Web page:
I'm heading to Boston and Maine in by the end of this month to do on-the-ground research for my Wilson book. Trying to prepare for this trip is turning out to be a race against time – unexpected for sure!
Though I'll be there for weeks, I will need to spend my time doing research and not writing it all up. In order to know what to research, however, I have to have done research and writing to find out what to research. Of course, it turns out that I have less time now to devote to that than I have had in the past. My web business is booming and I'm staying busier than I thought possible right now. Timing is everything and as usual life forces driving that timing just aren't cooperating!
So making lists and doing what I can before I leave. I spent a wonderful afternoon with a very distant cousin recently. Now when I talk about distant cousins, I'm really talking distant! He's my 7th cousin once removed, a descendant of Edward Paul Dyer of Maine and Virginia. We met up in the mountains at Graves Mountain Lodge, visited a local cemetery and his old "homeplace", a cabin still standing next to a noisy babbling brook up next to the Shenandoah Park boundary.
What I found was that it was easy to get captivated by simply the "ambience" of the location. It's gorgeous up there but not only that, I fell under the spell of history, imagining what it would be like to be living in that cabin without electricity or plumbing back in the 1860s like Edward Dyer or the 1940s/1950s like when Roy lived there. It's hard to describe how I felt and as I pulled out my phone to take a picture, I said, "I've got to capture this."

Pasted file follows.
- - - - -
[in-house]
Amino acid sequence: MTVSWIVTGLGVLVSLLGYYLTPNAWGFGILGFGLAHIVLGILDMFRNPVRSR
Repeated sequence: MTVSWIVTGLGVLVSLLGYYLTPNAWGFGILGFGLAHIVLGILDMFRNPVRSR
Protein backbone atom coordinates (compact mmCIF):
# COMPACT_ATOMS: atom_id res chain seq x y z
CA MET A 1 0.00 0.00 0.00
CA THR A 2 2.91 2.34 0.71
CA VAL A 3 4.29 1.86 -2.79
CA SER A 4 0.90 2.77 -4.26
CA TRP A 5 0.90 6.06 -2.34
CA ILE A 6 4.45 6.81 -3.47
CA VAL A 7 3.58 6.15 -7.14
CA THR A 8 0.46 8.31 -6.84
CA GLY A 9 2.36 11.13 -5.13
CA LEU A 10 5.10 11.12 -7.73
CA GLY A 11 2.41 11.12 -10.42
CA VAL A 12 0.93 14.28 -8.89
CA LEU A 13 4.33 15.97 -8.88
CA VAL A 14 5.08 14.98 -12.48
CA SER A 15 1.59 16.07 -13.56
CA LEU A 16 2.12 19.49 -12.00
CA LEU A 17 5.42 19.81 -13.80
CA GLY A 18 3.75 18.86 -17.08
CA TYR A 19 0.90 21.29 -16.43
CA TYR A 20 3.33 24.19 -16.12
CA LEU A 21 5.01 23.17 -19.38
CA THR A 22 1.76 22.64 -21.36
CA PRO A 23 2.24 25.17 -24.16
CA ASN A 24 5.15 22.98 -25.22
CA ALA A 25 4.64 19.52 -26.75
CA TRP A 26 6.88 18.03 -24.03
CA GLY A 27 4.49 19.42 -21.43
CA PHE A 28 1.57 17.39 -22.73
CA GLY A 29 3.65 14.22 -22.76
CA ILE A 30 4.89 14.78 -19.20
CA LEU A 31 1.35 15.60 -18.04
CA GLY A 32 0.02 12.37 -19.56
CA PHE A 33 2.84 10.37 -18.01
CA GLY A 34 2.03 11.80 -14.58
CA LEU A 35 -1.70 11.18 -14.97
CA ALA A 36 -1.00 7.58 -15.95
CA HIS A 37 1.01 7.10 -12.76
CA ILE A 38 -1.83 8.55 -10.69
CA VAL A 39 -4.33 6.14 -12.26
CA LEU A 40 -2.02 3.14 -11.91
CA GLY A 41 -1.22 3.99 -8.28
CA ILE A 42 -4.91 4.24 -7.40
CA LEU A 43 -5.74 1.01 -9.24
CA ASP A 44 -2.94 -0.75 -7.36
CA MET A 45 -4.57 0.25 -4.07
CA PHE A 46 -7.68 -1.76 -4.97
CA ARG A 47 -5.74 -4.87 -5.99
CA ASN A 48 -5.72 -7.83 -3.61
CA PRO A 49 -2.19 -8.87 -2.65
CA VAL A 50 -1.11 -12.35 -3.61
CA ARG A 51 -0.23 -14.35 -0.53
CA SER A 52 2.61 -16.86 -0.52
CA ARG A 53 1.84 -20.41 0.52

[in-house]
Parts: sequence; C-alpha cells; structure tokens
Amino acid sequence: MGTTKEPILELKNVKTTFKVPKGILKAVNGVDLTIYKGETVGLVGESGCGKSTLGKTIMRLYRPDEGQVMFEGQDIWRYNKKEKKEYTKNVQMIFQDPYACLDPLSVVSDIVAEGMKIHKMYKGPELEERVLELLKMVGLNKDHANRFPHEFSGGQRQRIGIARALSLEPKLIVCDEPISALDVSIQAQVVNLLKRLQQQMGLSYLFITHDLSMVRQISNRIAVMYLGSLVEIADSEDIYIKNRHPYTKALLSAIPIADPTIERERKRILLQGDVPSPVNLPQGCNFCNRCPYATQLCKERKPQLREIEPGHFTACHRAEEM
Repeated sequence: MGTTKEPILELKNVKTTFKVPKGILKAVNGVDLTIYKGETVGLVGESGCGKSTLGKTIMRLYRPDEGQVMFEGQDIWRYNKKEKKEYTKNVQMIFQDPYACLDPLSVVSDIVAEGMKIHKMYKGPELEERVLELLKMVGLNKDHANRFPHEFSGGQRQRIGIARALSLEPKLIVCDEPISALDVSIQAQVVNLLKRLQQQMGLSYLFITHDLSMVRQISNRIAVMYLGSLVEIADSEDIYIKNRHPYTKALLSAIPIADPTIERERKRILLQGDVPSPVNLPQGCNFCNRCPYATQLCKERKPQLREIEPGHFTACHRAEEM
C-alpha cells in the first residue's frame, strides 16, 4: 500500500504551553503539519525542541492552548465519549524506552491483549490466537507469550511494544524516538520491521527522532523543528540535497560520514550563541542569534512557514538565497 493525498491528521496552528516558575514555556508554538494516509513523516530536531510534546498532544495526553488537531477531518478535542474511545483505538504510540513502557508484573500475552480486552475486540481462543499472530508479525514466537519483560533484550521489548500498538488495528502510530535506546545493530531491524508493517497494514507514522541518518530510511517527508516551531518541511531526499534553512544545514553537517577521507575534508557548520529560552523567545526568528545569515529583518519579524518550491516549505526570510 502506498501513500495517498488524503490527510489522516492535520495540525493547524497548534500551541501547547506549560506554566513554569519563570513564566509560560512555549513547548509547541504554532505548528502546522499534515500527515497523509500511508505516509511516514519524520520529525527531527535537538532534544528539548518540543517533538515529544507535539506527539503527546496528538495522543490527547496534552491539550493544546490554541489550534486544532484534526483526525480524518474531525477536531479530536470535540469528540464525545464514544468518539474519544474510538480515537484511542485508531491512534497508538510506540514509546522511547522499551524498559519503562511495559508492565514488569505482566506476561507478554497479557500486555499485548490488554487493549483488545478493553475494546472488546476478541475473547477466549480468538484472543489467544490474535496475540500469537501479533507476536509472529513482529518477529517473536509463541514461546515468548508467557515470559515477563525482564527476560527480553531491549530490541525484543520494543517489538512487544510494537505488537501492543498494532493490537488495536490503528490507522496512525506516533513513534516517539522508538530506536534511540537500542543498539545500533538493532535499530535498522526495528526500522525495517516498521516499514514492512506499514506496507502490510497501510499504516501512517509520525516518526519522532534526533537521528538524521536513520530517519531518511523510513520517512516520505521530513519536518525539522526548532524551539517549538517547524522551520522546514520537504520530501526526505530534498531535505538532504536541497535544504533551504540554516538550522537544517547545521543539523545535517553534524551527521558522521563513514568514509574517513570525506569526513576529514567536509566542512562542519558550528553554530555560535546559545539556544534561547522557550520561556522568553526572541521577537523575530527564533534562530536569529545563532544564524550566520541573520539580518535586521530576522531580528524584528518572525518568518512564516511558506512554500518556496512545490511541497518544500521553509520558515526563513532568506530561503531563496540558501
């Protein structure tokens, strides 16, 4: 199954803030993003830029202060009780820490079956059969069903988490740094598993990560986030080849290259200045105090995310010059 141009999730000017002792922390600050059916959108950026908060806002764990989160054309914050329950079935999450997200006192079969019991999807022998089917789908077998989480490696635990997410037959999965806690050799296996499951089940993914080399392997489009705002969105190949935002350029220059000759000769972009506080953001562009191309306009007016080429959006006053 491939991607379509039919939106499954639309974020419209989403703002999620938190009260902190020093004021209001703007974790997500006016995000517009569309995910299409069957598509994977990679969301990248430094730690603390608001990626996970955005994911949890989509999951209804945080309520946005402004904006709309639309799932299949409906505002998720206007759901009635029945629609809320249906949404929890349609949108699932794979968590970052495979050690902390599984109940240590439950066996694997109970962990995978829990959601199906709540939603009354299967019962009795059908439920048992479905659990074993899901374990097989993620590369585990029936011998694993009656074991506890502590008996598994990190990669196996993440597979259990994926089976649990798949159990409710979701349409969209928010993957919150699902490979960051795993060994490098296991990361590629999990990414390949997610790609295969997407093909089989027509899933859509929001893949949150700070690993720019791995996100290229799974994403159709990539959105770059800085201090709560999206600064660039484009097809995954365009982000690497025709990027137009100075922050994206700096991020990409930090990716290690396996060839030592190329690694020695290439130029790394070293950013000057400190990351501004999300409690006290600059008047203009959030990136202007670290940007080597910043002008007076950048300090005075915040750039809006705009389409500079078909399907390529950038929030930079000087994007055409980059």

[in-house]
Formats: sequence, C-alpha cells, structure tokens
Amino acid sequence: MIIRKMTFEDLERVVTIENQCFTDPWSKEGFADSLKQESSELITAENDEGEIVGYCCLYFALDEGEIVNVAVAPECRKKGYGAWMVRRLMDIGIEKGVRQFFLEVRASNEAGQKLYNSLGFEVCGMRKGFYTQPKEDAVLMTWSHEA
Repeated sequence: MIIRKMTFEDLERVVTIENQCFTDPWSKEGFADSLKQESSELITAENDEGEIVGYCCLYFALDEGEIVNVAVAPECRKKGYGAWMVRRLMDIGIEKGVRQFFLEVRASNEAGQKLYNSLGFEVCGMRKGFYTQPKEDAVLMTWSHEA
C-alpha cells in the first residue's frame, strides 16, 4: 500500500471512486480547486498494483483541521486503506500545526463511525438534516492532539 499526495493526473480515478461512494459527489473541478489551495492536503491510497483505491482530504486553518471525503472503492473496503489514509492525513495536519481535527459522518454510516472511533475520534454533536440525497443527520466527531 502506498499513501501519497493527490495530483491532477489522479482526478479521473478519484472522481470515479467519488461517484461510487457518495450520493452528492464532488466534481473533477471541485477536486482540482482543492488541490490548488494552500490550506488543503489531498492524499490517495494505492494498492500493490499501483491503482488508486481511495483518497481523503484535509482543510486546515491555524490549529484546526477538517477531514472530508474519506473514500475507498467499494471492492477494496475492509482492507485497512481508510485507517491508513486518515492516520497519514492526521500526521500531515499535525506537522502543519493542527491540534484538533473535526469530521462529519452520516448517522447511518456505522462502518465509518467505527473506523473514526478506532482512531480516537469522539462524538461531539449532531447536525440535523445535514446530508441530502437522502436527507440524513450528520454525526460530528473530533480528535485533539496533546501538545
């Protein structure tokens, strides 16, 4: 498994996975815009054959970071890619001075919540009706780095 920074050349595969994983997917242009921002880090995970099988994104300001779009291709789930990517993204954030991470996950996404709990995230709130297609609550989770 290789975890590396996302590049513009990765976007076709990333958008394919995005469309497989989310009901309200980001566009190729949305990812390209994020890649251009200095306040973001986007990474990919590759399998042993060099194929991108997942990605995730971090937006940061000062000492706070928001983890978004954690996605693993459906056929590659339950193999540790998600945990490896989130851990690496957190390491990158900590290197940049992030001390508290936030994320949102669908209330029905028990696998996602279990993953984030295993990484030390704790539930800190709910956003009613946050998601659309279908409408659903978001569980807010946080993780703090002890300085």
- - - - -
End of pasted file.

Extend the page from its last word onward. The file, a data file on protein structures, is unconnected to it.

Thus the pics you see here. The closeup of the cabin combined with the long view with the mountain backdrop may help you see what I mean. It certainly helps to remind me that the human story behind a family genealogy has so much more to it than just dates and family facts.
This is why I'm heading to New England – to put myself in that same place these people walked and lived, to get a feel for what it's really like. So I'm going to be looking for cemeteries, photographing graves, digging through old records, talking to cousins and soaking up that which is New England.
Genealogists aren't required to do that. Writers doing genealogy are.
I also must remember to not get caught up in all of that and not get that research done. Hmm, gee, well, I guess I won't mind having to go back again later!